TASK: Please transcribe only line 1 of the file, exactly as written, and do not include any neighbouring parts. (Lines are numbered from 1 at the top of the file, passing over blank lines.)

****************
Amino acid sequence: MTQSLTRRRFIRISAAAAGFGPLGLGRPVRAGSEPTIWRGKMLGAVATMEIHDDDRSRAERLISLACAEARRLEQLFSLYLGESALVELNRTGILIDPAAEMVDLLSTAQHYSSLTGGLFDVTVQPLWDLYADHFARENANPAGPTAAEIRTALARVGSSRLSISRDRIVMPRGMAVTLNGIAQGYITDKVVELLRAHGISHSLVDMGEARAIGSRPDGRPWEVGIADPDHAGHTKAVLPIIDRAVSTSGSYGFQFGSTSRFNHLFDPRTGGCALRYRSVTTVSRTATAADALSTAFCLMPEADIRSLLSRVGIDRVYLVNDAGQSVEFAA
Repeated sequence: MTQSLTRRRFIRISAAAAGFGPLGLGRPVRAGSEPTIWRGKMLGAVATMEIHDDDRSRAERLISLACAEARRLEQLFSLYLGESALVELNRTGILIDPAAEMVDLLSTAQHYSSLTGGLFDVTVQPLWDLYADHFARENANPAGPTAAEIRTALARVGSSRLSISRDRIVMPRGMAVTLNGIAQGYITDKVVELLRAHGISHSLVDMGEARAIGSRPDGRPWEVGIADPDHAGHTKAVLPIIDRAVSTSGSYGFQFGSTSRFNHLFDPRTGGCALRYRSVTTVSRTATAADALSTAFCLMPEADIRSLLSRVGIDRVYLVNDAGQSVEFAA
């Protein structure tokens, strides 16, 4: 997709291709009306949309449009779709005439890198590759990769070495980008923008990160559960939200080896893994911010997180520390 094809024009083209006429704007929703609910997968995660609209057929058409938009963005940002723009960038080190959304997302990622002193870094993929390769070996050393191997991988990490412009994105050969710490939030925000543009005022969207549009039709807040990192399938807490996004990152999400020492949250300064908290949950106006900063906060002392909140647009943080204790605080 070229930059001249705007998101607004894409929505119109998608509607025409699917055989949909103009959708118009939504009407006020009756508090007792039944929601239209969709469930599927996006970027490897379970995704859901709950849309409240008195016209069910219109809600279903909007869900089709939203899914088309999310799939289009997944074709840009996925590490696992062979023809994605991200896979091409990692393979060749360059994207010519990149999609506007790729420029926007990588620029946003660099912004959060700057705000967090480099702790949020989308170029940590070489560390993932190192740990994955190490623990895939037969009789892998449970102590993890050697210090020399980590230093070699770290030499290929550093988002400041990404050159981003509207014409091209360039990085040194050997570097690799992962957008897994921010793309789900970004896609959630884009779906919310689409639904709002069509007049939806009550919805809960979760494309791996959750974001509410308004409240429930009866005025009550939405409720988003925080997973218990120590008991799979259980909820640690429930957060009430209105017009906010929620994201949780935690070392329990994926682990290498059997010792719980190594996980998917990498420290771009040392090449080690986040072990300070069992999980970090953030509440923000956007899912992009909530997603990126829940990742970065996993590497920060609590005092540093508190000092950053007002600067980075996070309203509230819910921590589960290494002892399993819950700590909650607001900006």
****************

Amino acid sequence: MTQSLTRRRFIRISAAAAGFGPLGLGRPVRAGSEPTIWRGKMLGAVATMEIHDDDRSRAERLISLACAEARRLEQLFSLYLGESALVELNRTGILIDPAAEMVDLLSTAQHYSSLTGGLFDVTVQPLWDLYADHFARENANPAGPTAAEIRTALARVGSSRLSISRDRIVMPRGMAVTLNGIAQGYITDKVVELLRAHGISHSLVDMGEARAIGSRPDGRPWEVGIADPDHAGHTKAVLPIIDRAVSTSGSYGFQFGSTSRFNHLFDPRTGGCALRYRSVTTVSRTATAADALSTAFCLMPEADIRSLLSRVGIDRVYLVNDAGQSVEFAA